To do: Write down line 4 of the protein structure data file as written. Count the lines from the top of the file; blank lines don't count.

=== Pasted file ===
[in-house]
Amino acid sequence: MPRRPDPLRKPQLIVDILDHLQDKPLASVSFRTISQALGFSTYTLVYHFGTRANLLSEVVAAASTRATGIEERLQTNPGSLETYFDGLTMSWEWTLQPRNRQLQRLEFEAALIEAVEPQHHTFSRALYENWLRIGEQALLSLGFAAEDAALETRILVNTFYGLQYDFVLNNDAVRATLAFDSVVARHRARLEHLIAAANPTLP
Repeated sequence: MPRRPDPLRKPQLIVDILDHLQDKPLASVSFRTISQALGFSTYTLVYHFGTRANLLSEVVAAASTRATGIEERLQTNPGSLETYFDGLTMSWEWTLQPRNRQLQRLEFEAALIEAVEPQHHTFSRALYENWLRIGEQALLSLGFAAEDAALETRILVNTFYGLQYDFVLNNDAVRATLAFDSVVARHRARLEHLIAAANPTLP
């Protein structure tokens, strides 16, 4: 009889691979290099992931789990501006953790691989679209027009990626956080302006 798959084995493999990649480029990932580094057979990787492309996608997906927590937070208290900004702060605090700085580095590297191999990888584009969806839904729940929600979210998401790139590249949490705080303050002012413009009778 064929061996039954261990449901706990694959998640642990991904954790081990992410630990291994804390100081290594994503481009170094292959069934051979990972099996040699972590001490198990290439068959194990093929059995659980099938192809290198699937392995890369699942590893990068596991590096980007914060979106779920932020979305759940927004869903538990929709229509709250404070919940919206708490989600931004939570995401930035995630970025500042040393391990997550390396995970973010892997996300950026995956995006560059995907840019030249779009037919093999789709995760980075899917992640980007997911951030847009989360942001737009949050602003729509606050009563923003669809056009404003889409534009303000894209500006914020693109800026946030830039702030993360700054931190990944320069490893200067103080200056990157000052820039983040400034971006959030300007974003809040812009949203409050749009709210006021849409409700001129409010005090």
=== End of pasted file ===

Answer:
């Protein structure tokens, strides 16, 4: 009889691979290099992931789990501006953790691989679209027009990626956080302006 798959084995493999990649480029990932580094057979990787492309996608997906927590937070208290900004702060605090700085580095590297191999990888584009969806839904729940929600979210998401790139590249949490705080303050002012413009009778 064929061996039954261990449901706990694959998640642990991904954790081990992410630990291994804390100081290594994503481009170094292959069934051979990972099996040699972590001490198990290439068959194990093929059995659980099938192809290198699937392995890369699942590893990068596991590096980007914060979106779920932020979305759940927004869903538990929709229509709250404070919940919206708490989600931004939570995401930035995630970025500042040393391990997550390396995970973010892997996300950026995956995006560059995907840019030249779009037919093999789709995760980075899917992640980007997911951030847009989360942001737009949050602003729509606050009563923003669809056009404003889409534009303000894209500006914020693109800026946030830039702030993360700054931190990944320069490893200067103080200056990157000052820039983040400034971006959030300007974003809040812009949203409050749009709210006021849409409700001129409010005090």